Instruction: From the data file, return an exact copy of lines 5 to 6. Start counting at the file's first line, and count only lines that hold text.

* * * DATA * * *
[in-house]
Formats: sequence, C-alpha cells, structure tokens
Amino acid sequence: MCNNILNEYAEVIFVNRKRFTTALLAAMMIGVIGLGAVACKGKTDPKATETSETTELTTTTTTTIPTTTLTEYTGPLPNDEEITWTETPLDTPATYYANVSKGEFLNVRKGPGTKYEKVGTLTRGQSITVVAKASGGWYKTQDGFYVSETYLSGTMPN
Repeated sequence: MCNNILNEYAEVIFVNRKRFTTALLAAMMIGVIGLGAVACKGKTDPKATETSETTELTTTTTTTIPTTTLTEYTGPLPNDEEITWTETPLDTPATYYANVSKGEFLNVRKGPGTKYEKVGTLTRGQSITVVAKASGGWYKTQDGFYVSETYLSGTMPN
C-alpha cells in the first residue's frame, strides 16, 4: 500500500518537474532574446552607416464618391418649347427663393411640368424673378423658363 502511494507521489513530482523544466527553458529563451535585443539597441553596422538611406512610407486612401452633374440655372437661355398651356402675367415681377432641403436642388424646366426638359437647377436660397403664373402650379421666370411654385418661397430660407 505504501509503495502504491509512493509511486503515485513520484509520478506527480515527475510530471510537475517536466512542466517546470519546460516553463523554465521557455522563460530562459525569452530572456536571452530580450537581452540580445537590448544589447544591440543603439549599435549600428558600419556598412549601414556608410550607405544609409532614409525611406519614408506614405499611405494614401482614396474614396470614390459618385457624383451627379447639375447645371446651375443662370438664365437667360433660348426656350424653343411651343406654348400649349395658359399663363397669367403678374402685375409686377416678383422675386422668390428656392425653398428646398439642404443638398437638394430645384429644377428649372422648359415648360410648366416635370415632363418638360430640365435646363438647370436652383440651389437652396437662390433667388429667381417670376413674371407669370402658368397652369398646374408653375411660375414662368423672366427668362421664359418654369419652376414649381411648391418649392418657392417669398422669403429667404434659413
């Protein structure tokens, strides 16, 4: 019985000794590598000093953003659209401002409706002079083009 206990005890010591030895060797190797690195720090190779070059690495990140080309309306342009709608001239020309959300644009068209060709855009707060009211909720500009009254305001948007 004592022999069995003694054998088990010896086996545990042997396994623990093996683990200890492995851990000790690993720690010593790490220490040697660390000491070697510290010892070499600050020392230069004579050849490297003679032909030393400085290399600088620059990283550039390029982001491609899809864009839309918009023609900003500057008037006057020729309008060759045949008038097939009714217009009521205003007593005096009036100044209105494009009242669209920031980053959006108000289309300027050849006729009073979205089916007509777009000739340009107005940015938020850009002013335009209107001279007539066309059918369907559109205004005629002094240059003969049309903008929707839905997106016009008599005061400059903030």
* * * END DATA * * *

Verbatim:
C-alpha cells in the first residue's frame, strides 16, 4: 500500500518537474532574446552607416464618391418649347427663393411640368424673378423658363 502511494507521489513530482523544466527553458529563451535585443539597441553596422538611406512610407486612401452633374440655372437661355398651356402675367415681377432641403436642388424646366426638359437647377436660397403664373402650379421666370411654385418661397430660407 505504501509503495502504491509512493509511486503515485513520484509520478506527480515527475510530471510537475517536466512542466517546470519546460516553463523554465521557455522563460530562459525569452530572456536571452530580450537581452540580445537590448544589447544591440543603439549599435549600428558600419556598412549601414556608410550607405544609409532614409525611406519614408506614405499611405494614401482614396474614396470614390459618385457624383451627379447639375447645371446651375443662370438664365437667360433660348426656350424653343411651343406654348400649349395658359399663363397669367403678374402685375409686377416678383422675386422668390428656392425653398428646398439642404443638398437638394430645384429644377428649372422648359415648360410648366416635370415632363418638360430640365435646363438647370436652383440651389437652396437662390433667388429667381417670376413674371407669370402658368397652369398646374408653375411660375414662368423672366427668362421664359418654369419652376414649381411648391418649392418657392417669398422669403429667404434659413
């Protein structure tokens, strides 16, 4: 019985000794590598000093953003659209401002409706002079083009 206990005890010591030895060797190797690195720090190779070059690495990140080309309306342009709608001239020309959300644009068209060709855009707060009211909720500009009254305001948007 004592022999069995003694054998088990010896086996545990042997396994623990093996683990200890492995851990000790690993720690010593790490220490040697660390000491070697510290010892070499600050020392230069004579050849490297003679032909030393400085290399600088620059990283550039390029982001491609899809864009839309918009023609900003500057008037006057020729309008060759045949008038097939009714217009009521205003007593005096009036100044209105494009009242669209920031980053959006108000289309300027050849006729009073979205089916007509777009000739340009107005940015938020850009002013335009209107001279007539066309059918369907559109205004005629002094240059003969049309903008929707839905997106016009008599005061400059903030």